Understanding Breast Cancer Screening Guidelines: Mammograms, Clinical Breast Exams & More

mammogramAccording to data from the National Cancer Institute, approximately 12% of all women will be diagnosed with breast cancer at some point during their lifetime. Statistics like these, combined with recent high profile cases such as Angelina Jolie undergoing a preventive double mastectomy, have led many women to ask what type of breast cancer screenings they need and when, to ensure they are prioritizing their breast health and catching any breast abnormalities as early as possible.

To help clear up confusion and promote early detection, the American Cancer Society (ACS) provides guidelines for breast screenings, ranging from recommendations around breast self exams, to clinical breast exams (CBEs) and mammograms, to MRIs.

“While breast screenings can’t prevent breast cancer, they can help make sure cases are diagnosed early, when they are most treatable,” said Linda Byrd, RN, breast cancer patient navigator at Emory Saint Joseph’s Hospital.

Breast Self Exams
Self-awareness and examination of the breasts is an option that’s recommended by the ACS beginning when a woman is in her 20s. A breast self exam (BSE) is a step-by-step way for a woman to examine her own breasts for changes and abnormalities. Visit our site for more information on how to conduct a proper breast self exam.

Clinical Breast Exam Screening Guidelines
A clinical breast exam is an exam in which a medical professional examines the breasts looking for any abnormalities in the size, shape, or skin of the breasts.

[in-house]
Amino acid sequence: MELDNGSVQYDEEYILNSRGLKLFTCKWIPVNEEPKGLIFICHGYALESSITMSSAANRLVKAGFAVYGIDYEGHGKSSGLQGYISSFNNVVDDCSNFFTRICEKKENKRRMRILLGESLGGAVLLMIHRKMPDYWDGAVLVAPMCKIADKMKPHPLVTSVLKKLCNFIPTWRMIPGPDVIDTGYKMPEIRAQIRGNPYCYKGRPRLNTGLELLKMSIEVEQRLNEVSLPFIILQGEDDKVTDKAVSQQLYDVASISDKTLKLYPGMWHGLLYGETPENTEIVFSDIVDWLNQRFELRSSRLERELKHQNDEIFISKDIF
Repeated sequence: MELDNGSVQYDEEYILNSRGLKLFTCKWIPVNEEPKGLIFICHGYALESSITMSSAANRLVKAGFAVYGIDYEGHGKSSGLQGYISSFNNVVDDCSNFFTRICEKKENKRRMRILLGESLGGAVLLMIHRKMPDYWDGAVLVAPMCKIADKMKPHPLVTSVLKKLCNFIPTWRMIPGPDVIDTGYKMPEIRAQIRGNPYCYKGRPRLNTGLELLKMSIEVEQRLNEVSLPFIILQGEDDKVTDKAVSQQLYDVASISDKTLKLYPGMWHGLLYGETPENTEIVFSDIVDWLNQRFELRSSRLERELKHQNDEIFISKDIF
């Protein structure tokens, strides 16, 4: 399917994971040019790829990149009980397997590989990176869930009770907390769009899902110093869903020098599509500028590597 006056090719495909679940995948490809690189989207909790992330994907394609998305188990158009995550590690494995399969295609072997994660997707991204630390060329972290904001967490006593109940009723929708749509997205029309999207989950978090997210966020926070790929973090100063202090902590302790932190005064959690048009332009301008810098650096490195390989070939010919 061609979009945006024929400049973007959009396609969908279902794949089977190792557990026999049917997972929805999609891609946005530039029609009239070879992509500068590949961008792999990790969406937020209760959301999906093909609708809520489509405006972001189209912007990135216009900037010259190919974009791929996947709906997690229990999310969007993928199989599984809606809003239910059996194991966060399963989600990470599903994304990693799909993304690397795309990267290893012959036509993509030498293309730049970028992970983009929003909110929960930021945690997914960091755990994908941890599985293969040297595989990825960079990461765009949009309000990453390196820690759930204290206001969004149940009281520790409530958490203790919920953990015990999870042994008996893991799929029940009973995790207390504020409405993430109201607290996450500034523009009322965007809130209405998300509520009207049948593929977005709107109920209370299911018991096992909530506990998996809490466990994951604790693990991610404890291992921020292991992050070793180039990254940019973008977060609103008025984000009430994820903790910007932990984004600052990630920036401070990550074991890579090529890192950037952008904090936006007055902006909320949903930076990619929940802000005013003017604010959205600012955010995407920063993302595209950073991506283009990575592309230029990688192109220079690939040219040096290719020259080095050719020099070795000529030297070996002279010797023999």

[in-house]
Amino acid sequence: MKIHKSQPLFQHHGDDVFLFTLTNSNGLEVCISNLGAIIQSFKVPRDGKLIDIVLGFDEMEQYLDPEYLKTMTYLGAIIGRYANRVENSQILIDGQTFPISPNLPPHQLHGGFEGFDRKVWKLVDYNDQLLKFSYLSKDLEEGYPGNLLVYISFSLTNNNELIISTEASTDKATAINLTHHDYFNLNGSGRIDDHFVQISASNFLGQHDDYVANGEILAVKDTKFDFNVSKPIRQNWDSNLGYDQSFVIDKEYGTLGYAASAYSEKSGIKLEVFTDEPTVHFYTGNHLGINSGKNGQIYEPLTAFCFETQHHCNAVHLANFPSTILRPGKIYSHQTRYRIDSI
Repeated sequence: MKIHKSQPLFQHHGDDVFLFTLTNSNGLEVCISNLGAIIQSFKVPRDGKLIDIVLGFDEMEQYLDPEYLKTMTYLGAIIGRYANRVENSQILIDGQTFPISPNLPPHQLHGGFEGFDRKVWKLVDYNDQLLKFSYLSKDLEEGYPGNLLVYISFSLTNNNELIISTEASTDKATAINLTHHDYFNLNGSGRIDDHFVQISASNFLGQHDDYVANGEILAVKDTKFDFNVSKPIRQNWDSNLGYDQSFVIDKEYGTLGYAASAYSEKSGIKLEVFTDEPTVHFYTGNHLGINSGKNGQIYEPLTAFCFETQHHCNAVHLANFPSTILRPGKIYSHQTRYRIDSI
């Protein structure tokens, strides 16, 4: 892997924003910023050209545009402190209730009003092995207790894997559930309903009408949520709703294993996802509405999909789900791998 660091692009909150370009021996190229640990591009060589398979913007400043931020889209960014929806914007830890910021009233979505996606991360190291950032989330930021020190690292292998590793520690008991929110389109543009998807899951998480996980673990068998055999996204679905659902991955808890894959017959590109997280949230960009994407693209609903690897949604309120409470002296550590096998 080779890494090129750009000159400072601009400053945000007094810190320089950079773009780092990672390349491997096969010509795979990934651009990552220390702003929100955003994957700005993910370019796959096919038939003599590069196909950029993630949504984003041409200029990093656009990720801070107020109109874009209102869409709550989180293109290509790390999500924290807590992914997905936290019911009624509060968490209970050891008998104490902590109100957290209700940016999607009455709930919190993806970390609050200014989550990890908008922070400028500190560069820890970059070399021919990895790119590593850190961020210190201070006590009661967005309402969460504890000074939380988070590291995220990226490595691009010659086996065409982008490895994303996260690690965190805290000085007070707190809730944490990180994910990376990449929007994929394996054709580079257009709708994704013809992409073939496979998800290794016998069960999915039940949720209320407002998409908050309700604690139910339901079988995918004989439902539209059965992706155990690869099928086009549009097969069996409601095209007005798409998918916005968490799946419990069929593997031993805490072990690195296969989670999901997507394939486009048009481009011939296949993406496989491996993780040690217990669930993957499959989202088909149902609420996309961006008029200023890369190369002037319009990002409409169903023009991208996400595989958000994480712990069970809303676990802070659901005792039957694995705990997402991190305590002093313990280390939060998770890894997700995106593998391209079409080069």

The ACS recommends women in their 20s and 30s get clinical breast exams every three years. For women age 40 and over, the ACS recommends getting a CBE every year.

Screening Mammogram Guidelines
A mammogram provides X-ray images of the breast that can help detect abnormalities that can’t always be felt and found during a CBE, such as some tumors. Mammograms are also able to identify microcalcifications in the breast, which can be another sign of breast cancer.

The ACS recommends yearly mammograms for all women beginning at age 40 and continuing as long as the woman is in good health. For women with serious and chronic health problems (e.g. end-stage renal disease or congestive heart failure), the ACS recommends discussing breast screening options with their doctor.

Guidelines for Women at High Risk for Breast Cancer

For women at a high risk for breast cancer, the ACS recommends a combination of both a mammogram and an MRI on a yearly basis. Women at high risk include those who:

  • have a lifetime risk of breast cancer of 20-25% or greater based on family history-focused risk assessment tools and techniques
  • had radiation therapy to the chest area between the ages of ten and 30 years old
  • have a known BRCA1 or BRCA2 gene mutation or a first-degree relative with the BRCA1 or BRCA2 gene mutation

Because an MRI may miss some forms of cancer that could be caught by screening mammogram, the ACS recommends that if an MRI is used, it should be used in conjunction with a standard screening mammogram.

Emory Saint Joseph’s Hospital offers a comprehensive breast health program, including patient navigators who guide patients through the testing and treatment process.

To speak to Linda Byrd, the breast cancer patient navigator, call 678-843-7118.

To schedule a screening mammogram at Emory Saint Joseph’s Hospital, call 404-686-0500.

For more information on early detection and breast screening guidelines, visit the American Cancer Society website.


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